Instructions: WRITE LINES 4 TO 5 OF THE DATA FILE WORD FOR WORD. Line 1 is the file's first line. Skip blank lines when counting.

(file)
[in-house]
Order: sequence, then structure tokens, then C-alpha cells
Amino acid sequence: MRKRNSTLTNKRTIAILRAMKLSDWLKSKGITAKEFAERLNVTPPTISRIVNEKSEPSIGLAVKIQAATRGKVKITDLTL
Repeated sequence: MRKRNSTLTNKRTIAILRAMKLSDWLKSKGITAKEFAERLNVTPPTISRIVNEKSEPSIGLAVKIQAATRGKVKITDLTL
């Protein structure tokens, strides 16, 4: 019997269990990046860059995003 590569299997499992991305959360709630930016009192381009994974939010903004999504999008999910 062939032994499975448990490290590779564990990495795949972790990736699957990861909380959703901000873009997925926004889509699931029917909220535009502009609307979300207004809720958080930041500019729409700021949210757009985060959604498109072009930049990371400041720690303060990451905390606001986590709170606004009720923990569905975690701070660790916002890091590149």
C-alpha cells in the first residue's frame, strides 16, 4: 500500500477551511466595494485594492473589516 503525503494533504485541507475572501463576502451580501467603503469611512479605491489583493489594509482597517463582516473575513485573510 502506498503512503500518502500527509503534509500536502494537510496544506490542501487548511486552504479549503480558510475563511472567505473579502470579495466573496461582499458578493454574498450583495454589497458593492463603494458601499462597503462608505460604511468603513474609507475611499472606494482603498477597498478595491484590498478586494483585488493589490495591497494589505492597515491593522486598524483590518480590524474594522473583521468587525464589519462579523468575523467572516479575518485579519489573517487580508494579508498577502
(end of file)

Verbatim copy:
Repeated sequence: MRKRNSTLTNKRTIAILRAMKLSDWLKSKGITAKEFAERLNVTPPTISRIVNEKSEPSIGLAVKIQAATRGKVKITDLTL
């Protein structure tokens, strides 16, 4: 019997269990990046860059995003 590569299997499992991305959360709630930016009192381009994974939010903004999504999008999910 062939032994499975448990490290590779564990990495795949972790990736699957990861909380959703901000873009997925926004889509699931029917909220535009502009609307979300207004809720958080930041500019729409700021949210757009985060959604498109072009930049990371400041720690303060990451905390606001986590709170606004009720923990569905975690701070660790916002890091590149």